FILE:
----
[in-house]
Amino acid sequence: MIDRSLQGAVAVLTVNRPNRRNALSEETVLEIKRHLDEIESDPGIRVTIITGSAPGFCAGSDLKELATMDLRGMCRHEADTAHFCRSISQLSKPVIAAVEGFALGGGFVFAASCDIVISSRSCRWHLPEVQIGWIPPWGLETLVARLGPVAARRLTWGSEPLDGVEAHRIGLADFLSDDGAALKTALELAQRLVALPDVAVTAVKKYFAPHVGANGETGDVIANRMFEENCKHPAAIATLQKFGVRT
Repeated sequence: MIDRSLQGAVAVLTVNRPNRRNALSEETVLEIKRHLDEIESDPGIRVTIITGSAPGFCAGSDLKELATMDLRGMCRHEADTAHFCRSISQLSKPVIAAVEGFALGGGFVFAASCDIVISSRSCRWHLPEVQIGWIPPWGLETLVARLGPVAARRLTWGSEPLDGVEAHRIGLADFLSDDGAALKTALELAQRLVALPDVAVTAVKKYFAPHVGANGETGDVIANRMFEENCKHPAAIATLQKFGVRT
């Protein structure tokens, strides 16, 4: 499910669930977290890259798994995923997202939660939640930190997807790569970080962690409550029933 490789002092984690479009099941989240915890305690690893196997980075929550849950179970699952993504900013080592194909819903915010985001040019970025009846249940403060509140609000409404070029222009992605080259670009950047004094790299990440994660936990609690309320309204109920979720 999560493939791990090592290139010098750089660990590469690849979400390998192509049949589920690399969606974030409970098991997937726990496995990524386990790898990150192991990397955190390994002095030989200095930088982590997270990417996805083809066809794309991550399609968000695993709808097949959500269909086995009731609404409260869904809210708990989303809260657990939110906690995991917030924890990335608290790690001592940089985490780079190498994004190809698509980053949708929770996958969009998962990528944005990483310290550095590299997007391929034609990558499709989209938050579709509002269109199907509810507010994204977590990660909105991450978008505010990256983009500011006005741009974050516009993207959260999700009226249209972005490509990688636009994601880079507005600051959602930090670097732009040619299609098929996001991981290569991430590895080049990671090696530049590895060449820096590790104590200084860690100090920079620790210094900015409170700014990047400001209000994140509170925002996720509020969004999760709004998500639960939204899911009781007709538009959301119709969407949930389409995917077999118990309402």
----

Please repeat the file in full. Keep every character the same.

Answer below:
[in-house]
Amino acid sequence: MIDRSLQGAVAVLTVNRPNRRNALSEETVLEIKRHLDEIESDPGIRVTIITGSAPGFCAGSDLKELATMDLRGMCRHEADTAHFCRSISQLSKPVIAAVEGFALGGGFVFAASCDIVISSRSCRWHLPEVQIGWIPPWGLETLVARLGPVAARRLTWGSEPLDGVEAHRIGLADFLSDDGAALKTALELAQRLVALPDVAVTAVKKYFAPHVGANGETGDVIANRMFEENCKHPAAIATLQKFGVRT
Repeated sequence: MIDRSLQGAVAVLTVNRPNRRNALSEETVLEIKRHLDEIESDPGIRVTIITGSAPGFCAGSDLKELATMDLRGMCRHEADTAHFCRSISQLSKPVIAAVEGFALGGGFVFAASCDIVISSRSCRWHLPEVQIGWIPPWGLETLVARLGPVAARRLTWGSEPLDGVEAHRIGLADFLSDDGAALKTALELAQRLVALPDVAVTAVKKYFAPHVGANGETGDVIANRMFEENCKHPAAIATLQKFGVRT
């Protein structure tokens, strides 16, 4: 499910669930977290890259798994995923997202939660939640930190997807790569970080962690409550029933 490789002092984690479009099941989240915890305690690893196997980075929550849950179970699952993504900013080592194909819903915010985001040019970025009846249940403060509140609000409404070029222009992605080259670009950047004094790299990440994660936990609690309320309204109920979720 999560493939791990090592290139010098750089660990590469690849979400390998192509049949589920690399969606974030409970098991997937726990496995990524386990790898990150192991990397955190390994002095030989200095930088982590997270990417996805083809066809794309991550399609968000695993709808097949959500269909086995009731609404409260869904809210708990989303809260657990939110906690995991917030924890990335608290790690001592940089985490780079190498994004190809698509980053949708929770996958969009998962990528944005990483310290550095590299997007391929034609990558499709989209938050579709509002269109199907509810507010994204977590990660909105991450978008505010990256983009500011006005741009974050516009993207959260999700009226249209972005490509990688636009994601880079507005600051959602930090670097732009040619299609098929996001991981290569991430590895080049990671090696530049590895060449820096590790104590200084860690100090920079620790210094900015409170700014990047400001209000994140509170925002996720509020969004999760709004998500639960939204899911009781007709538009959301119709969407949930389409995917077999118990309402």